New study suggests potential shift in burden of pneumococcal disease

New studies revealed today by Latin American researchers and global health leaders suggest that the highest burden of deadly pneumococcal disease in Latin America may be shifting to adults as countries successfully immunize more infants with new vaccines. The experts called for increased disease monitoring and more surveillance to understand the full extent of pneumococcal disease in the Americas, including its economic impact, and to devise effective strategies to prevent it.

This research was coordinated by the Sabin Vaccine Institute in partnership with the Pan American Organization (PAHO), the International Vaccine Access Center at Johns Hopkins University (JHU's IVAC) and the (CDC). These results are being presented as part of a two-day symposium that brought together scientists and health leaders to review the pneumococcal situation in the region and discuss the challenges and opportunities of vaccination in older children and adult populations

"The recent studies that are available in the Latin American and Caribbean context indicate that the cost of illness is an important and significant , suggesting that more use of could be cost-effective in adults," said Dr. Fernando de la Hoz, a member of the at the National University of Colombia and lead author of the study. "Further research is needed in order for health officials to fully grasp the potential impact of immunizing older populations in Latin America and the Caribbean. We know now that the vaccine is saving the lives of thousands of our region's youngest citizens. The question is whether we should also be protecting their parents and grandparents."

The study found that direct medical costs to treat bacteremic pneumonia ranged from USD $993 to USD $3,535 per person, and the cost of treatment for bacteremic meningitis was as high as USD $4,490 for elderly persons. The cost analysis concluded that these diseases pose sizable burdens in five countries studied: Argentina, Brazil, Chile, Colombia and Uruguay.

, which causes pneumonia, blood infection, brain inflammation and ear infections kills half a million children worldwide each year—or one child every minute. Thanks to new and improved vaccines, pneumococcal disease among young children is falling dramatically. Since childhood pneumococcal conjugate vaccines were introduced in Latin America in 2003, the disease is declining among children who are vaccinated, and the burden of disease may now be in the older population. Adults and the elderly across Latin America who also fall prey to this fast-acting disease aren't getting vaccines, and relatively little was known about the number of pneumococcal-related deaths in these age groups.

Recognizing the intrinsic danger of some types of pneumococcal disease, researchers found case fatality rates can be as high as 35 percent in studies from Argentina, Brazil, Chile and Uruguay. For pneumococcal meningitis, studies in seven countries found that the percentage of people who died after being infected ranged from 9 percent to 58 percent.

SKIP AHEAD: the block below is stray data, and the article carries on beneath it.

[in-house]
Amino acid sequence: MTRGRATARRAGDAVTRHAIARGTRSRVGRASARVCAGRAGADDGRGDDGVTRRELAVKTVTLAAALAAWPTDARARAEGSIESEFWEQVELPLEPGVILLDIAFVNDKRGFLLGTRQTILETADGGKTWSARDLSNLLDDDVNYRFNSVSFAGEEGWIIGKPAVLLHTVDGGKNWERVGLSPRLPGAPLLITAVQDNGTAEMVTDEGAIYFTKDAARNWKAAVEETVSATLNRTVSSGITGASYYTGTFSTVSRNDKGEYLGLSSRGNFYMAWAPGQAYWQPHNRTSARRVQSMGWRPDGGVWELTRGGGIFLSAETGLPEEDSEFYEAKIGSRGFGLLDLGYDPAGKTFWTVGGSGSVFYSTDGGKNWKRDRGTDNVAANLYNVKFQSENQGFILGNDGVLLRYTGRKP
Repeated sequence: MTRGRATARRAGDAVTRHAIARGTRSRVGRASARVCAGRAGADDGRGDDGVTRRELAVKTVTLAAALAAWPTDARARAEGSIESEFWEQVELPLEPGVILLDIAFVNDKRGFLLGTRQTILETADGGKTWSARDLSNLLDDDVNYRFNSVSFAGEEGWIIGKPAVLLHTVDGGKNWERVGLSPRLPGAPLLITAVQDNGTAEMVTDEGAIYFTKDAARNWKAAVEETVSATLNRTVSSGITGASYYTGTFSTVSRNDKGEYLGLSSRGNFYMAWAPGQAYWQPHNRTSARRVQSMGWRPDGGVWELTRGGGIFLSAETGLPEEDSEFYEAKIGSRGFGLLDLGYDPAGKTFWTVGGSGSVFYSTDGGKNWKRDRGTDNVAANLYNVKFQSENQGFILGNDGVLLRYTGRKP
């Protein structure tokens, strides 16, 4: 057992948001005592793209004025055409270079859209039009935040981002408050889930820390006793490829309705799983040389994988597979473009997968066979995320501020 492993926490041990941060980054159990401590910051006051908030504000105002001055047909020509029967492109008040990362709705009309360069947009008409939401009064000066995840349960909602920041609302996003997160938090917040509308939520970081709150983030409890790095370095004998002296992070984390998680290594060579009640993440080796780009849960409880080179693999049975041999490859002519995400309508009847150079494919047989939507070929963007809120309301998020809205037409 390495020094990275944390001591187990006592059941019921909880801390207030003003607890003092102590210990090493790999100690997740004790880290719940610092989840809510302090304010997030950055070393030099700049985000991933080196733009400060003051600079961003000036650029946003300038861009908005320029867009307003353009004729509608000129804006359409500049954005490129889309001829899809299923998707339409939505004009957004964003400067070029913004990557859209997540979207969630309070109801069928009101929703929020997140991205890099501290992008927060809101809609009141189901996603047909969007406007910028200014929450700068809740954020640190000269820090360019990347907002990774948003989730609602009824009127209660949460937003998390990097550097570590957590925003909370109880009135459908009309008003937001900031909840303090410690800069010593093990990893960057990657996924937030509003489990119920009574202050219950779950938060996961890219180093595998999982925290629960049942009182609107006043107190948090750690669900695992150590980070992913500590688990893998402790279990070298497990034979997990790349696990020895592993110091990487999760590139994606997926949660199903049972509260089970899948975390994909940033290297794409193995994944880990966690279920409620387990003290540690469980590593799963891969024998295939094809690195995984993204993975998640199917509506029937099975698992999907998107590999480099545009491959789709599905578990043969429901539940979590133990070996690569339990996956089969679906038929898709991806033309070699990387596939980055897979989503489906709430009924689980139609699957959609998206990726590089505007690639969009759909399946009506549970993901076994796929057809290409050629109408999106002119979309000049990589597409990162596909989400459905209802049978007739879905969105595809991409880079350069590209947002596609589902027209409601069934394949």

"As people continue to live longer lives, more of them will be at risk of contracting this highly contagious and costly disease," said Carla Domingues of the Brazilian Ministry of Health. "The data reviewed during this study suggests that pneumococcal disease is an important problem among adults, causing disease and death from pneumonia, sepsis and meningitis."

A major finding of the study is that there is insufficient monitoring and surveillance. "Quantifying the burden of disease for people 5 years of age and older in the Latin America and Caribbean region is important because pneumococcal conjugate vaccines (PCVs) are increasingly being introduced into routine infant immunization programs and are expected to greatly reduce the burden of pneumococcal disease among young children. Thus, prevention of pneumococcal disease among other high-risk groups such as the elderly or immuno-compromised will become increasingly important," said Lucia Helena de Oliveira, Regional Advisor of the Comprehensive Family Immunization Project at the Pan American Health Organization.

Experts examined the cost of illness for pneumococcal disease in older persons in five countries: Argentina, Brazil, Chile, Colombia and Uruguay. They found that in these countries, invasive pneumococcal disease (IPD) incurs considerable costs to systems—generating up to US$4,490 per case. Researchers also found the total health care costs in the studied countries ranged from USD $0.94 million to 14.1 million, with higher costs incurred by the elderly due to higher level of resources used for treating the elderly. In total, health care spending as a GDP per capita for IPD among people above 5 years of age in the region was estimated at 0.1 percent compared to the reported 8 to 10 percent of GDP spent on health care overall.

The study authors are calling on policymakers to prioritize adult pneumococcal disease on their public health agendas, so healthcare professionals will devote more resources to detect and report on occurrences of the disease and find ways to combat it.

"Great determination and collaboration among the international health community helped make global reductions in pediatric pneumococcal possible. It is time to transition this success to find solutions to prevent pneumococcal infections in older children and adults, especially those over 65," said Dr. Ciro de Quadros, Executive Vice President of the Sabin Vaccine Institute.

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